132.In 2016, the Technical Health Standard on Family Planning was adopted. The Standard provides for differentiated sexual and reproductive health care for adolescents, the provision of information on the use of contraceptives in general, the use of emergency oral contraceptives (in cases involving unprotected sex, rape or sexually transmitted diseases), the use of intrauterine contraceptive devices (after orientation and counselling) and the issuance of guidance on family planning.
133.Since July 2016, emergency contraceptives (levonorgestrel) have been distributed continuously in all State health facilities. Contraceptives are also being distributed in the emergency kits for dealing with cases of violence against women, which also include rapid tests for HIV, syphilis and hepatitis B, treatment for sexually transmitted infections, antiretroviral drugs and vaccines against diphtheria and tetanus.
134.In 2016, Act No. 30466 was adopted, establishing parameters and procedural safeguards for the primary consideration of the best interests of the child. In 2018, its implementing regulations were adopted, governing access to information and the provision of sexual and reproductive health services to children and adolescents.
7.4Implementation of sexual and reproductive education programmes
135.In 2016, the Ministry of Health held technical meetings on capacity-building for the prevention of teenage pregnancy in 24 departments of the country (Tumbes, Piura, La Libertad, Lambayeque, Áncash, Lima, Callao, Ica, Arequipa, Moquegua, Tacna, Amazonas, Cajamarca, Loreto, Madre de Dios, Ucayali, San Martín, Pasco, Huancavelica, Junín, Ayacucho, Apurímac, Puno and Cusco) for a total of 1,195 health professionals.
136.Subsequently, in 2017, it held training workshops on family planning and contraceptive methods for 72 health professionals nationwide. In 2018, six training workshops were held on family planning.
7.5Prevention and elimination of torture and cruel, inhuman or degrading treatment
137.Acts of torture and inhuman or humiliating treatment are prohibited under the Constitution and punishable under article 321 of the Criminal Code by imprisonment of 8 to 14 years for an act meeting the basic definition under that article, 15 to 20 years for a serious case or one involving a specially protected group (children and adolescents, persons over 60 years of age, persons with disabilities, pregnant women or persons deprived of their liberty) and 20 to 25 years in the event of the death of the victim. In addition, the judge may increase the maximum sentence established by law by up to 50 per cent (although the sentence may not exceed 35 years’ imprisonment) if the perpetrator takes advantage of his or her status as a member of the Peruvian National Police or armed forces, or as an authority, official or public servant, to commit a punishable act or uses weapons for that purpose that have been provided by the State or whose use is authorized on account of his or her status as a public official.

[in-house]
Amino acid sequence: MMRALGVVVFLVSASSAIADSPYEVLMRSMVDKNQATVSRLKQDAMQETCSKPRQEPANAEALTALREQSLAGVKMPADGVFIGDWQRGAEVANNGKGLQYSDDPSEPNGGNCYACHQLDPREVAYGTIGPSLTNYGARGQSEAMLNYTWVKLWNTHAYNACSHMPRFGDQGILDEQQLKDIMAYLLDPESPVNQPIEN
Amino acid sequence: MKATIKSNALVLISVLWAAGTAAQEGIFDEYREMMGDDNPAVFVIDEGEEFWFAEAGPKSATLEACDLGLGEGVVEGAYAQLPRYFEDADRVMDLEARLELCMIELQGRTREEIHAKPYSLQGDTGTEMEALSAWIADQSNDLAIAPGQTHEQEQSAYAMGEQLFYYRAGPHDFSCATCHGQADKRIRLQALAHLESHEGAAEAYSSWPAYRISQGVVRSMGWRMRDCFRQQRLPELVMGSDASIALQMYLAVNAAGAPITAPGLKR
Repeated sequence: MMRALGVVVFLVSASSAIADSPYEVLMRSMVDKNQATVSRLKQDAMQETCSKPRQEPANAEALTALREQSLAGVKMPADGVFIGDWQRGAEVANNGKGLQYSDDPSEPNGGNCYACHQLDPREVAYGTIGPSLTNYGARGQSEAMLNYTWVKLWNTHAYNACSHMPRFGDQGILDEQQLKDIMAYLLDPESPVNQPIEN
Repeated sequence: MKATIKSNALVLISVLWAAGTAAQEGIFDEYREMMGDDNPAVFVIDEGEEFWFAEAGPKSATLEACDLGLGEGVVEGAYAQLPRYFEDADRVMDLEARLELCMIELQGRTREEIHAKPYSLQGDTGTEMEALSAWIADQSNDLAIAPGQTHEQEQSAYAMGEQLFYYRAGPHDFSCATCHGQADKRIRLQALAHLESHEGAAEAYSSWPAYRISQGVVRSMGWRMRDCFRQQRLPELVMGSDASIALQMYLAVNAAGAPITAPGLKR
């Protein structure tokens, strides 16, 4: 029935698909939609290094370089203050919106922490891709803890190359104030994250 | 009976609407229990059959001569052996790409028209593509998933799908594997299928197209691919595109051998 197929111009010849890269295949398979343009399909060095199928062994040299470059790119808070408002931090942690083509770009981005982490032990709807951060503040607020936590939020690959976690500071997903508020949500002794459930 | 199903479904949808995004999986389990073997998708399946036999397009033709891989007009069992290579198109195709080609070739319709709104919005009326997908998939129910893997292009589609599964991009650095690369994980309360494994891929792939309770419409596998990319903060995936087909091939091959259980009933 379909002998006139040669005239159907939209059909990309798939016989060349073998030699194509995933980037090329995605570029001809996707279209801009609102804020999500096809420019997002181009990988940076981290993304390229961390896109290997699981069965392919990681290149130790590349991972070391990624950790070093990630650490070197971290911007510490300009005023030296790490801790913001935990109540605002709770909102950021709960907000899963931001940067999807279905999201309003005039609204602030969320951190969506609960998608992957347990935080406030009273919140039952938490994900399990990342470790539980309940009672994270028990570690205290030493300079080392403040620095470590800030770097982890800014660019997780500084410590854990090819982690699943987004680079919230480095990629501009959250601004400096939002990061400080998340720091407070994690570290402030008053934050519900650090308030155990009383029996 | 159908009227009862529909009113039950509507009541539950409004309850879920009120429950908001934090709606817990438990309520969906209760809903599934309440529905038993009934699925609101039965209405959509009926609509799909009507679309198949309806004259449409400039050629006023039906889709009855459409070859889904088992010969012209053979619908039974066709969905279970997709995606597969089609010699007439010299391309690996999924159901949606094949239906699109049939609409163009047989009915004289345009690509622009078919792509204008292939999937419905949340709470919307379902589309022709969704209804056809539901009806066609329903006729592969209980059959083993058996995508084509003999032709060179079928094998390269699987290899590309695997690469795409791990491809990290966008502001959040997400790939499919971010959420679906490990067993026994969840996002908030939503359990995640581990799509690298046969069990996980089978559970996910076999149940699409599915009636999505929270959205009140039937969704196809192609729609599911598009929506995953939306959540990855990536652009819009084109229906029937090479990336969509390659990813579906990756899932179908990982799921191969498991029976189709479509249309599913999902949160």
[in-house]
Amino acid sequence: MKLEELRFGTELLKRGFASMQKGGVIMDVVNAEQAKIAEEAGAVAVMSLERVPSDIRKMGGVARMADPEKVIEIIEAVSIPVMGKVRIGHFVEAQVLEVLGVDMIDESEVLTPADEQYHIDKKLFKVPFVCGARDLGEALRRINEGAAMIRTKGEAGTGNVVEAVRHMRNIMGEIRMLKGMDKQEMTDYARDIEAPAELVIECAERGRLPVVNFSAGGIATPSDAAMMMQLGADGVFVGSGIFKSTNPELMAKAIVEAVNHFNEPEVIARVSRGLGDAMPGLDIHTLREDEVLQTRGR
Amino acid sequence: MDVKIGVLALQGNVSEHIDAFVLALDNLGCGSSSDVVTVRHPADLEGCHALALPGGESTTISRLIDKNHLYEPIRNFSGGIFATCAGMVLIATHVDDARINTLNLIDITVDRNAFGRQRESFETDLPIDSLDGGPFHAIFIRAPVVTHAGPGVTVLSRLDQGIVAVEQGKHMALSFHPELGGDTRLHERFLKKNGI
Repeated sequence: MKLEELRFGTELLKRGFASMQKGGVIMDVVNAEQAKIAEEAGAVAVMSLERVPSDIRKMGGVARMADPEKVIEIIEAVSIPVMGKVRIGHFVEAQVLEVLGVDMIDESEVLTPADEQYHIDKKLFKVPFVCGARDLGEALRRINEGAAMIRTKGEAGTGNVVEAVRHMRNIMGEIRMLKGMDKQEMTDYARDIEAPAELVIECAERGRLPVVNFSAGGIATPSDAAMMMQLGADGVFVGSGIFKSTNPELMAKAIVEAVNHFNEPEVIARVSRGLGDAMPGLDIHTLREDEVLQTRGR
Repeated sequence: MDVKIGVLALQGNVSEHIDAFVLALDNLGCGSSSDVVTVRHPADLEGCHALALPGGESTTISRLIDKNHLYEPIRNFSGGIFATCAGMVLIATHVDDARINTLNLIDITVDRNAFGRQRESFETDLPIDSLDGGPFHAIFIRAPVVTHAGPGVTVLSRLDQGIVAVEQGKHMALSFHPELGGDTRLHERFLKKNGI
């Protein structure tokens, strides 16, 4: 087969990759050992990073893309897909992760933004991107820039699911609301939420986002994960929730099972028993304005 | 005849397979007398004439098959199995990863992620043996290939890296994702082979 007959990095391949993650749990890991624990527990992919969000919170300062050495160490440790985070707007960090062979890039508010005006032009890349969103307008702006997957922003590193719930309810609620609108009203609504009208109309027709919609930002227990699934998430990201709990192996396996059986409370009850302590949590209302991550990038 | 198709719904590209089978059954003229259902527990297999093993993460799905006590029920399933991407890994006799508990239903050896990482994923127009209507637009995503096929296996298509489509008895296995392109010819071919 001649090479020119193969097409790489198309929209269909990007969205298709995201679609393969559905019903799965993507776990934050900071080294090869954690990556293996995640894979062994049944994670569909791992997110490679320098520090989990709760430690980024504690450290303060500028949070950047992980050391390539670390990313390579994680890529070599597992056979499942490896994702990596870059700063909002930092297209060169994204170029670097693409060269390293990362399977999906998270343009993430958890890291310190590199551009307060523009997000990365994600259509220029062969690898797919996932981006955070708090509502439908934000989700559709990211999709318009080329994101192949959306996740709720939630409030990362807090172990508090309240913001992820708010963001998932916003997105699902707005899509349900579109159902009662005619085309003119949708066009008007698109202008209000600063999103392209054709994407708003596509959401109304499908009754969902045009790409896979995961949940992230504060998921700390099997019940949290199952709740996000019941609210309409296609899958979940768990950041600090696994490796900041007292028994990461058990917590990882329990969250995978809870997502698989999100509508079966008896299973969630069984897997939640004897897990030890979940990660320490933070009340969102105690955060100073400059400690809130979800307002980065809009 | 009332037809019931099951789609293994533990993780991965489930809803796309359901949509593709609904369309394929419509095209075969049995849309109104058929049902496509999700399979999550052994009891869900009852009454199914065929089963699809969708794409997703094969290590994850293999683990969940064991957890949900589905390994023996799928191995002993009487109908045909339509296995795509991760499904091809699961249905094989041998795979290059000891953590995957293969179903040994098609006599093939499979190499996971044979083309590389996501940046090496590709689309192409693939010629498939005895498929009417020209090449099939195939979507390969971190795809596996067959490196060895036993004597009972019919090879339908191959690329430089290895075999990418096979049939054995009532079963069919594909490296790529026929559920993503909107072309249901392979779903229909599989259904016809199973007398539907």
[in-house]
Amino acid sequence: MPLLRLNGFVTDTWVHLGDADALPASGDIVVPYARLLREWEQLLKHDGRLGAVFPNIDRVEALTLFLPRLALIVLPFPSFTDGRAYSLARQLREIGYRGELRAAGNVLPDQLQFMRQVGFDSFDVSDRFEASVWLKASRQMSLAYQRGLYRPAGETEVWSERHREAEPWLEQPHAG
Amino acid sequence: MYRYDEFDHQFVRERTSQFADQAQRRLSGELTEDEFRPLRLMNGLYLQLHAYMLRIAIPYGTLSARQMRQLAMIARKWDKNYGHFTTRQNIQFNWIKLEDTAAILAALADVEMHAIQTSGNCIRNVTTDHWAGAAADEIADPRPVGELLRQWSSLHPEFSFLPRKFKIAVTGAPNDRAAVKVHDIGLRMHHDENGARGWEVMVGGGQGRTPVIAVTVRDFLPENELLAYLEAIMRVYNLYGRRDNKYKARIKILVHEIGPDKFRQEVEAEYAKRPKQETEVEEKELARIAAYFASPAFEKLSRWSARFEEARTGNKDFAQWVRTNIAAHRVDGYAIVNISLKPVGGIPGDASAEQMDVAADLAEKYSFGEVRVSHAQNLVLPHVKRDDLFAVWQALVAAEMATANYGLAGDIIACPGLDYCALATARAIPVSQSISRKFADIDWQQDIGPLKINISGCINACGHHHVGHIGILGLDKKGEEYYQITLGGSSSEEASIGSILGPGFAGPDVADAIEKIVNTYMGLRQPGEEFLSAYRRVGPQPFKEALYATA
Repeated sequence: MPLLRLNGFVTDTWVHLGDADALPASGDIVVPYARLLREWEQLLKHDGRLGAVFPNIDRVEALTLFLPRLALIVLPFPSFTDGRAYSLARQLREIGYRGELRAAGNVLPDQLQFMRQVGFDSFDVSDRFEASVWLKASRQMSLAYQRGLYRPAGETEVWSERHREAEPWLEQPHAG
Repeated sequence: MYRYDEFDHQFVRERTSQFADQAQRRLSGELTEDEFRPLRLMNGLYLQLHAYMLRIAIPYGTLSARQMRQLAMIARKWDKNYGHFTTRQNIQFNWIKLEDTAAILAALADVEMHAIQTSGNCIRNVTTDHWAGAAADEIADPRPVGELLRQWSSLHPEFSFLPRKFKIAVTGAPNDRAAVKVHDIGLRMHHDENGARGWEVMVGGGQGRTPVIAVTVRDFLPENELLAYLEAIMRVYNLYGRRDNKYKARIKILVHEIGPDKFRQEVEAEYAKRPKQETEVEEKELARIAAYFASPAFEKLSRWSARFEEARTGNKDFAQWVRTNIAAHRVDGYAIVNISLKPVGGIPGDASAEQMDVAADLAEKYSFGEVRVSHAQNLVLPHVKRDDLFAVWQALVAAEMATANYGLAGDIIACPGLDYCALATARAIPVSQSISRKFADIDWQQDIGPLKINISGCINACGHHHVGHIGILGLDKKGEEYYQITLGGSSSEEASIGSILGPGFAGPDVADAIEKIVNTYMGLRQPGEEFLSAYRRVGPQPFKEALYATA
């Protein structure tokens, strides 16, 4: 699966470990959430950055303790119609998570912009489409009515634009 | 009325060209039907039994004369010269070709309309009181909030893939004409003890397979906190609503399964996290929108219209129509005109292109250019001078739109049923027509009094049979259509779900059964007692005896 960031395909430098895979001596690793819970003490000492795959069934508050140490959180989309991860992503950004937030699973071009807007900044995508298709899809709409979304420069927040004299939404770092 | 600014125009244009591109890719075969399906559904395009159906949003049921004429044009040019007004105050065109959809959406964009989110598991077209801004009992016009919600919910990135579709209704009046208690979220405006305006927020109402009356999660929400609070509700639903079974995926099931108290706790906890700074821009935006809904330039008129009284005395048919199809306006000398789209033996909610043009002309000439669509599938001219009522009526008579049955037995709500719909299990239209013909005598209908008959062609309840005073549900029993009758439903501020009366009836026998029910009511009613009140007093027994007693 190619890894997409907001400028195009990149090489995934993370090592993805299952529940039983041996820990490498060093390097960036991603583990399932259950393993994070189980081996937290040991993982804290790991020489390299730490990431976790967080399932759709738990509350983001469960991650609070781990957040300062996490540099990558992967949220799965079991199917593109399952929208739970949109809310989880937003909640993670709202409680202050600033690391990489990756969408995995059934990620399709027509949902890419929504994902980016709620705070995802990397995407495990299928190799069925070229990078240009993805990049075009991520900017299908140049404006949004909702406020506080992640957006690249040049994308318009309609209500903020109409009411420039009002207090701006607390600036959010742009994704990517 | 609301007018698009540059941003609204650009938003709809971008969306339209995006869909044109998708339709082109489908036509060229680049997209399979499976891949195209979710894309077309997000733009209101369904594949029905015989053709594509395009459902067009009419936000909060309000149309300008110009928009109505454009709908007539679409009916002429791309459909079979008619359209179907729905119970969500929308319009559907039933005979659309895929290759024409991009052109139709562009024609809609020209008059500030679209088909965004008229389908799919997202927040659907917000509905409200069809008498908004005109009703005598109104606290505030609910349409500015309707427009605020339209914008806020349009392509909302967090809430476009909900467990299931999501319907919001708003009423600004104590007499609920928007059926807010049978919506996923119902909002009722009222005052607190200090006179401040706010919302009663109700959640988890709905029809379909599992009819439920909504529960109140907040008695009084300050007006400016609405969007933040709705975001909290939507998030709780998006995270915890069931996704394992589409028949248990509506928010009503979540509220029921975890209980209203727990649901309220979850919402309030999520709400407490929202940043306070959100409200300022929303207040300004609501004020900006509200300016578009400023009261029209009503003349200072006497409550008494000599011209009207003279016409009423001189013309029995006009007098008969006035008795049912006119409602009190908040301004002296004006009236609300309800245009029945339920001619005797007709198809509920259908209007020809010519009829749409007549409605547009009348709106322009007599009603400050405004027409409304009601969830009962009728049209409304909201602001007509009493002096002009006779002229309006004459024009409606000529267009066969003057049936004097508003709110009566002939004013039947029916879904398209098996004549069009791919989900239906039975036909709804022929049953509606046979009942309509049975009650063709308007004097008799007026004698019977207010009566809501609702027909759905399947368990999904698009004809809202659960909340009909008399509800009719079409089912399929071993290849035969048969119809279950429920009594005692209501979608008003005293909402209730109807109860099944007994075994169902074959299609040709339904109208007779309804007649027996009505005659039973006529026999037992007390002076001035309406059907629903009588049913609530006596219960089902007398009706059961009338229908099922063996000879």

138.Legislative Decree No. 1186 and its implementing regulations govern the use of force by the Peruvian National Police in the performance of their duties and in other situations, in accordance with relevant international standards. They provide that, in the event of acts of torture or cruel, inhuman or degrading treatment, an administrative inquiry must be initiated and the events must be immediately reported to the competent authorities. The same principles apply to activities carried out by the armed forces to maintain law and order.